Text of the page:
What was your creative process like in writing this book? Did you outline extensively? Revise obsessively?
You know, I admire outliners, but I am not one. Even if I do make an outline the only thing I can assure happening is tossing it out the window a week later when I start to resent the weight of it. Kurt Vonnegut categorizes writers as bashers or swoopers, and I am a swooper of the highest degree. I write a full messy draft first (and when I say messy I mean that it makes no sense to anyone but me and sometimes not even me). Once I’ve done that, I map out what I’ve got, usually with index cards…sometimes yarn and clothespins are involved…like a cartographer documenting the lay of the land. Once I can see the big picture, I revise, begrudgingly but obsessively. I have several lovely and important people in my life who will kick me in the pants and tell me to revise again when a project needs another run-through but I am feeling grumpy and tired and want to yell forever: “It’s finished!” It is important to have people who will kick you in the pants.
Would you describe your writing space?
For the first time in my life I have a little room-of-my-own that is just for writing in my house. I call it the chaos room because there’s usually a ton of papers and books and instruments scattered all over the place. I have a desk, a shelf with some of my favorites books on it, a rocking chair for reading, and a tiny trampoline for wiling out when necessary (I find this is often necessary). Here’s a picture. I removed a lot of the chaos pre-picture so I could pretend it was always tidy…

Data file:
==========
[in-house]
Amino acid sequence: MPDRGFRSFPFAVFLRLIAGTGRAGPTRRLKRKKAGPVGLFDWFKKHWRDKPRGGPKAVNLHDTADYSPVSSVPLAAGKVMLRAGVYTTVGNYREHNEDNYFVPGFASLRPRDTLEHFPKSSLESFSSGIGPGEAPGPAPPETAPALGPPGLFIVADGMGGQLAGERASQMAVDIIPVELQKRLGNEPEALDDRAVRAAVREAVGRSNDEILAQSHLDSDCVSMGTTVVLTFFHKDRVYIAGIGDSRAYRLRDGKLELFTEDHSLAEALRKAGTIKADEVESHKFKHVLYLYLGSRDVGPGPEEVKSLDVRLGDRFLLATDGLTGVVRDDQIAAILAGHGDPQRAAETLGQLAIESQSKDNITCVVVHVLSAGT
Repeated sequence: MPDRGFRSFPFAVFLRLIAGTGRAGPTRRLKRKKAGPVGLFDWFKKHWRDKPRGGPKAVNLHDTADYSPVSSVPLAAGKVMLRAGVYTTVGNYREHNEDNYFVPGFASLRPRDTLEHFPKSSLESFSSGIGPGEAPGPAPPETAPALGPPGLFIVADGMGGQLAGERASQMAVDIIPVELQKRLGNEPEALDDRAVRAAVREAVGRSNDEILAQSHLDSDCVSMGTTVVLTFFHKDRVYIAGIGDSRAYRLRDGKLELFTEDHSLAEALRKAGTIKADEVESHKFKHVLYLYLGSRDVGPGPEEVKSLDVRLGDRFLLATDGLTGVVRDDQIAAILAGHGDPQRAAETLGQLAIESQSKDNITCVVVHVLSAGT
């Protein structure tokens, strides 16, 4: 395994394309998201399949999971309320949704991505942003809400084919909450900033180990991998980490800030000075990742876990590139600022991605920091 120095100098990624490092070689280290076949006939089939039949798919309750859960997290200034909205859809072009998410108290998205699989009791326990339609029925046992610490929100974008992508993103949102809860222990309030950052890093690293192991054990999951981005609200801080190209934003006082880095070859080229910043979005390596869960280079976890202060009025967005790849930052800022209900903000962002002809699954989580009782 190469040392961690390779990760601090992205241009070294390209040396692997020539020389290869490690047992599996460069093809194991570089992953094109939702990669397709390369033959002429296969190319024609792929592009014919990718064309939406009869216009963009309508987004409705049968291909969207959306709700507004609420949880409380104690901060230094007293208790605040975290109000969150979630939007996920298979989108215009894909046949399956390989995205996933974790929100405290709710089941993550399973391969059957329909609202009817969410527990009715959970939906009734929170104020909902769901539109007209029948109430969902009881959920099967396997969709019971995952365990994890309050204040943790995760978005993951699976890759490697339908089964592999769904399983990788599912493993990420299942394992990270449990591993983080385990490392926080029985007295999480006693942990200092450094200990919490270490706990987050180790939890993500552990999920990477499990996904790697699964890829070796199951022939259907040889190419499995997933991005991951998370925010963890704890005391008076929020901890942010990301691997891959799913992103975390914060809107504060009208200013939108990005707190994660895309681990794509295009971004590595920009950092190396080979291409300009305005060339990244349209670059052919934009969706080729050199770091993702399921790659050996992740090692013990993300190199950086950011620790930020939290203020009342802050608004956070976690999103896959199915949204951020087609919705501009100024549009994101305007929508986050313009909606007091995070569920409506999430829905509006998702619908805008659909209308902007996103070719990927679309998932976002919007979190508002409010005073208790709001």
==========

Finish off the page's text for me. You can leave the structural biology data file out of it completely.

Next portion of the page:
As a debut author, what surprised you most about the publishing process?
How many people who come to readings have their own stories they’re dying to tell. I met one woman who gave me advice on cooking lobsters that she said she had learned when she was a teenager in Maine. She told me how you have to stroke their tails before you boil them so they “feel soothed” (she did a little dance to demonstrate this, miming the tail stroking and the feeling-soothed both). More than once people told me their histories as a readers, what they grew up reading and what they read now and why. An old woman told me her whole life story, starting with her being born. She focused primarily on wars and boys. Getting to hear people talk about these things was really lovely. Stories attract more stories to them—storytelling is magnetic, I think.
Author photo by Shannon Taggart. CJ Hauser’s fiction has appeared in Tin House, TriQuarterly, Slice, The Kenyon Review, and Esquire. She is the 2010 recipient of McSweeney’s Amanda Davis Highwire Fiction Award, and the winner for the 2012 Jaimy Gordon Prize in Fiction. Her debut novel, The From-Aways, a story of family, friend, love and lobsters set in small-town Maine was released in May. Though ever and always a New-Englander in her heart, Hauser currently lives in a little white house, beneath a very mossy oak, in Tallahassee, Florida. Celia Johnson is the Creative Director of Slice. She is also the author of two nonfiction books, Odd Type Writers and Dancing with Mrs. Dalloway.